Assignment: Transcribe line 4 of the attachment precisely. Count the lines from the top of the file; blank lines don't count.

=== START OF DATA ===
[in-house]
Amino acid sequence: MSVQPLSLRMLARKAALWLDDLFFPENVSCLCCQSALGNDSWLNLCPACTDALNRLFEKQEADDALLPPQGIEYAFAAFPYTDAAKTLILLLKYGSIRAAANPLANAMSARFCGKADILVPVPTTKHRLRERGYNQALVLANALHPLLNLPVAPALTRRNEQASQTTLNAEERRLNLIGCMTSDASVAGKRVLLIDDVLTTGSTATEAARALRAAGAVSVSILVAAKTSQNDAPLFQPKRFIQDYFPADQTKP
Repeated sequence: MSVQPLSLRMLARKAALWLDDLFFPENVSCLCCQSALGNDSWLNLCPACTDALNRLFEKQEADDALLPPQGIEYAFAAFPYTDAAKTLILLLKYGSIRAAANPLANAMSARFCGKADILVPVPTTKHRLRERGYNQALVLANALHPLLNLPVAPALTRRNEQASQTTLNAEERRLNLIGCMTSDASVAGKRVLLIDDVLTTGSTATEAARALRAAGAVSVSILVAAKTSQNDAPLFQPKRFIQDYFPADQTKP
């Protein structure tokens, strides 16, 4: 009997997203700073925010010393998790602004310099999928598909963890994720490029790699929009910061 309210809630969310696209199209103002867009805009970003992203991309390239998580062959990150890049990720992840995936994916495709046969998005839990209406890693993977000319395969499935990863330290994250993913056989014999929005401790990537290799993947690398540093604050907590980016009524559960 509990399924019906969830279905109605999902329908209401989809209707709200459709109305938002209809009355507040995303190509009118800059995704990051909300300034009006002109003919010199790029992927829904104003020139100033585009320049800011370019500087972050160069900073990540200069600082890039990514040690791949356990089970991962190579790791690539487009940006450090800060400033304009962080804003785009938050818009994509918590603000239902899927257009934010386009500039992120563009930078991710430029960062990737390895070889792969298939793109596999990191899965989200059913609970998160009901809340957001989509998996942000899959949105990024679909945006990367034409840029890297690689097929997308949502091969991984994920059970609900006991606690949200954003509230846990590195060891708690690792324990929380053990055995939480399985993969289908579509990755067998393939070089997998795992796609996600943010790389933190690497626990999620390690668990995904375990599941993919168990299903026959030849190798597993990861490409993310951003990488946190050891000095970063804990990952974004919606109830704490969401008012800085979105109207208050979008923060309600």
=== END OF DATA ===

């Protein structure tokens, strides 16, 4: 009997997203700073925010010393998790602004310099999928598909963890994720490029790699929009910061 309210809630969310696209199209103002867009805009970003992203991309390239998580062959990150890049990720992840995936994916495709046969998005839990209406890693993977000319395969499935990863330290994250993913056989014999929005401790990537290799993947690398540093604050907590980016009524559960 509990399924019906969830279905109605999902329908209401989809209707709200459709109305938002209809009355507040995303190509009118800059995704990051909300300034009006002109003919010199790029992927829904104003020139100033585009320049800011370019500087972050160069900073990540200069600082890039990514040690791949356990089970991962190579790791690539487009940006450090800060400033304009962080804003785009938050818009994509918590603000239902899927257009934010386009500039992120563009930078991710430029960062990737390895070889792969298939793109596999990191899965989200059913609970998160009901809340957001989509998996942000899959949105990024679909945006990367034409840029890297690689097929997308949502091969991984994920059970609900006991606690949200954003509230846990590195060891708690690792324990929380053990055995939480399985993969289908579509990755067998393939070089997998795992796609996600943010790389933190690497626990999620390690668990995904375990599941993919168990299903026959030849190798597993990861490409993310951003990488946190050891000095970063804990990952974004919606109830704490969401008012800085979105109207208050979008923060309600």